Edgeio — not an eBay killer after all

Although it kind of got lost in all the hoopla about Google launching a customized search tool, Edgeio got financed to the tune of $5-million on Tuesday, in a round led by Intel Capital. Edgeio is the Web 2.0 classified service that Mike Arrington of TechCrunch co-founded along with Keith Teare, and remains a shareholder and board member of, as he mentions here.

At the time Edgeio launched to much acclaim, it was thought by many — including yours truly that it could become a kind of eBay-killer or a successor to Craigslist, because it allowed any blogger or person with a webpage to place an ad on their page and have it appear in the Edgeio index. But there seems to have been an evolution of sorts in Edgeio’s business model, or maybe something closer to a 180-degree turn.

edgeio

According to Pete Cashmore at Mashable, Edgeio is now integrating listings from eBay and Amazon, among other sites. In other words, rather than an eBay-killer, it has become an eBay partner. Pete says “this always seemed like a more solid business plan that aggregating blog entries, and perhaps the “listing” tag served more as a way to get bloggers talking than as a core strategy.”

Fair enough, but it still seems like a completely different approach to me. Maybe it makes more sense, maybe not. It looks like opening it up to all kinds of classified services has boosted the number of listings — to more than 100 million, according to the stats on the site, in over 14,000 cities and 140 countries — but possibly at the expense of utility. Searching for cars, for example, brings pages full of results from the same commercial auto dealer.

How exactly is that “listings from the edge?” Not what I would call hugely useful so far, and certainly not a Craigslist or eBay-killer. Venturebeat has more detail if you’re interested, and Fraser Kelton has some interesting thoughts in my comments section.

8 thoughts on “Edgeio — not an eBay killer after all

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  3. Mathew Hi

    Thank you for taking the time to write this. Just a quick comment. edgeio still takes listings from blogs. But very early in our life it became clear that the demand for a listings search engine extended beyond blogs. Even the big guys want their listings found. And many small businesses in the real estate, jobs, cars baby sitters, golf tee times and many others found use in creating an RSS feed for edgeio.

    Our mission hasn’t really changed – it is to bring together organize and distribute the world’s listings.

    As for having to many listings for a search for cars – and all from one vendor. That is fixable if you use the filters in the right hand column. There are 2. A geography filter (choose a place) and a tag filter (choose tags you want to find cars for).

    Also search works so you can search for an audi a8 in your home town.

    We also provide rss alerts (the subscribe button at the top of search results). So if you don’t find what you want today you can have it automatically delivered to your rss reader when somebody lists it.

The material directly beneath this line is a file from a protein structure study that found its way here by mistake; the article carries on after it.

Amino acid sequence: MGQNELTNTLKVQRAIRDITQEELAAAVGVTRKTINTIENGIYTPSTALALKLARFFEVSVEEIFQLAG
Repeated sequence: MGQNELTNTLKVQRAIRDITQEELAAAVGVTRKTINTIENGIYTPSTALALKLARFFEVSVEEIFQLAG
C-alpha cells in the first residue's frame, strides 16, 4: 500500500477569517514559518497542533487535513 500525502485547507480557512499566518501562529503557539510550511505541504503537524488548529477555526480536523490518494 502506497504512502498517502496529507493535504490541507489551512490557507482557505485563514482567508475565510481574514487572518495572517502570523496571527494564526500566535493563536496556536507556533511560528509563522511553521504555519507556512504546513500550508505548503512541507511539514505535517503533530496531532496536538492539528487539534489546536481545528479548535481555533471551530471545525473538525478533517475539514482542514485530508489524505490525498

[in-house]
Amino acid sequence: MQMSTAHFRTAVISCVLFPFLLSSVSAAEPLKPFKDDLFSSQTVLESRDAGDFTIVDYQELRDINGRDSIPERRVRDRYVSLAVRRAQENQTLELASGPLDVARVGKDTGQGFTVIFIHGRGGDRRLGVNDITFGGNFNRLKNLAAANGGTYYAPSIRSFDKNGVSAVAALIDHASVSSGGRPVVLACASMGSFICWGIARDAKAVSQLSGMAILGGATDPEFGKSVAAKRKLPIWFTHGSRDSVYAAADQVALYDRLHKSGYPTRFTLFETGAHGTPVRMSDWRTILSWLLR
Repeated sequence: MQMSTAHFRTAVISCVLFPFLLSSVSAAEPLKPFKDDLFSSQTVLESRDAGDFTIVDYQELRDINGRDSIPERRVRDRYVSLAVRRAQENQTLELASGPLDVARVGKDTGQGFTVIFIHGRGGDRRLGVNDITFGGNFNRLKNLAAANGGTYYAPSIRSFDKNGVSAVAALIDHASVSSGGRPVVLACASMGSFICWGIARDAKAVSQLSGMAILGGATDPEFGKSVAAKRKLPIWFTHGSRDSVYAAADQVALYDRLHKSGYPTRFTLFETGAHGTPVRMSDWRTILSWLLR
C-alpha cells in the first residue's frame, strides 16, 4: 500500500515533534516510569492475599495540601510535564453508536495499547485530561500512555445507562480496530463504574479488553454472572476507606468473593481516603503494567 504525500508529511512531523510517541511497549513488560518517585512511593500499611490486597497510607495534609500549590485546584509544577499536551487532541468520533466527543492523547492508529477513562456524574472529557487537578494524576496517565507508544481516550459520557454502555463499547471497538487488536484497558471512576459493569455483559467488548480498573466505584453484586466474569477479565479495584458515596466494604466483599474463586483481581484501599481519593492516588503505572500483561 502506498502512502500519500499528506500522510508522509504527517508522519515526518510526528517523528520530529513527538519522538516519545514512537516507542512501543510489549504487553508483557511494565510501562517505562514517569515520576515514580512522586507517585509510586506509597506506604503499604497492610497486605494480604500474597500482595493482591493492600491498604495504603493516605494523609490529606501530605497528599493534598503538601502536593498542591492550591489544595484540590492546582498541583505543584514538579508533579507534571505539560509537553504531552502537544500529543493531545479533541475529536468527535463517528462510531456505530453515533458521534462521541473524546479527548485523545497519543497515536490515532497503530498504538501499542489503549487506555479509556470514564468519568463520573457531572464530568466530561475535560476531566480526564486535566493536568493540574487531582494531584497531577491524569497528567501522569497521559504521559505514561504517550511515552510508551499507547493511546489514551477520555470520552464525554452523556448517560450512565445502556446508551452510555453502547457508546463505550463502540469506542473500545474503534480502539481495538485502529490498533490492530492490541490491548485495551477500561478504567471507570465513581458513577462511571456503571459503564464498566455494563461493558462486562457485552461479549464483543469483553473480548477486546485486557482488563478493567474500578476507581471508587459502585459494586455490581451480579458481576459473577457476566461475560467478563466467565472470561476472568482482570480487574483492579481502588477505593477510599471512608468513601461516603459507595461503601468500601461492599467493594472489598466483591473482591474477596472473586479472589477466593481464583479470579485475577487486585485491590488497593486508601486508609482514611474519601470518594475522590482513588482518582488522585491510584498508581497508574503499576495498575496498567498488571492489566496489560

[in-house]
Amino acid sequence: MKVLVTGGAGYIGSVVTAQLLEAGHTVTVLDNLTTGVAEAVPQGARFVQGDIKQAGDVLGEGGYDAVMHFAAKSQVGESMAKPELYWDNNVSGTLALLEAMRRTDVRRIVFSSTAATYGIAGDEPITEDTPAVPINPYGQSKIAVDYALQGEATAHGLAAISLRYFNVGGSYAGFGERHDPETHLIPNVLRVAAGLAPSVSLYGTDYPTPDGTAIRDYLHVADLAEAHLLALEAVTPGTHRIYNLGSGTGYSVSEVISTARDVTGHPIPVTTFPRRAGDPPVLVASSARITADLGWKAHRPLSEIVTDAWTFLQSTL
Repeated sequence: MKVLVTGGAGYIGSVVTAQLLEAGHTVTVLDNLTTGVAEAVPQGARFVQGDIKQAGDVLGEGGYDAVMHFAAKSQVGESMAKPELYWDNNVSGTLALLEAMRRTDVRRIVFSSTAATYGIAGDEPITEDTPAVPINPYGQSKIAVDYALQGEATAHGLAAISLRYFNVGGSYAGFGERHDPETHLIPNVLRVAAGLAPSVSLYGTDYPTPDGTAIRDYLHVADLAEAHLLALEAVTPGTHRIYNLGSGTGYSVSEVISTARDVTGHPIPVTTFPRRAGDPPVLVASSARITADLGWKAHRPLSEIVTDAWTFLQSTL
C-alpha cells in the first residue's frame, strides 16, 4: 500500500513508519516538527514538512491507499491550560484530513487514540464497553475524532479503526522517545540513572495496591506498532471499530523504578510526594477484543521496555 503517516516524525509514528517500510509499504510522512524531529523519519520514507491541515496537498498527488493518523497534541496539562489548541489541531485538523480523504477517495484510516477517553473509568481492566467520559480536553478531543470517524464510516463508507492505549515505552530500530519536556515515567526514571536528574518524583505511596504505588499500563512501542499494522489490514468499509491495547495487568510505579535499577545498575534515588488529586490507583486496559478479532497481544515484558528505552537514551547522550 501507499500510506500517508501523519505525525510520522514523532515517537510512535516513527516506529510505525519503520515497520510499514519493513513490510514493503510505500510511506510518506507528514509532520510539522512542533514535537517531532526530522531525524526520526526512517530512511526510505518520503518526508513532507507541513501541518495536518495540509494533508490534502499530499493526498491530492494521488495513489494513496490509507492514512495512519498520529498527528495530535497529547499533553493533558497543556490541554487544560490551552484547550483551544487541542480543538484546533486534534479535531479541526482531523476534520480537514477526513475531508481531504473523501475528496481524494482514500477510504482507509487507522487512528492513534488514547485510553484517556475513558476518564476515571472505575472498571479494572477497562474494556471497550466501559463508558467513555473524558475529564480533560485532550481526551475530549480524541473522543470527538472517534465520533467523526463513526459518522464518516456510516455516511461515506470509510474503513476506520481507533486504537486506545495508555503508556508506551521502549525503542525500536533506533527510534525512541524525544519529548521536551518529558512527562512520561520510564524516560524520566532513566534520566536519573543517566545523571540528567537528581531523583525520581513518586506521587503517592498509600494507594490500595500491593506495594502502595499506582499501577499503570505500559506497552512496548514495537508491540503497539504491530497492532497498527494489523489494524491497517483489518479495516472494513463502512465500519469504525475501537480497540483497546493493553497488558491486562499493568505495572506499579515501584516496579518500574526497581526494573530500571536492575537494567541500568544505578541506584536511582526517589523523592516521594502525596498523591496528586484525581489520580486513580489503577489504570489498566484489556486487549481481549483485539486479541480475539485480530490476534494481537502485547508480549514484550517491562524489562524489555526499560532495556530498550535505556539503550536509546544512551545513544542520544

Hope that helps explain why we are called edgeio. Listings from ALL publishers (the edge) are uploaded into edgeio and then made available to anybody (also the edge) via search, subscription or our APIs.

    Best
    Keith Teare
    ceo/founder/edgeio

  4. May be it’s a dumb question-How are these guys different from Oodle if they are doing aggregation of listings only?

  5. Thanks for the comment, Keith — and the explanation. It still seems like quite a different model than the one Edgeio started with, but then I suppose sticking with a model that doesn’t work (or doesn’t scale) wouldn’t be very smart either. Good luck with it.

  6. The main difference with Oodle is that we only accept submitted listings. No crawling or scraping. What this means is that as our marketplace grows we have a right to distribute the data outside of edgeio to support marketplaces on othe peoples content (a bit like adsense puts ads on other peoples content). And secondly the relationship with the original publisher means we can introduce paid programs for them. Oodle has data but few relationships that can be monetized. Crawling gives rise to those limits.

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  8. I was thinking the other week that a true edge aggregator – capitalizing on what Edgeio initially attempted to do – may eventually come from a company like Rapleaf (if they’re able to achieve network effects).

    I like that Edgeio is changing course – business plans need an iterative approach and I think it was clear that Edgeio’s business model was overly ambitious in the sense that main-stream consumers weren’t ready for it (and the commercialization challenges were very real and very large).

    I don’t think the change precludes a return to their initial strategy, as I said a while ago, such a strategy is a crucial component for how I believe edge aggregators will need to be commercialized. (admittedly those thoughts were scattered).

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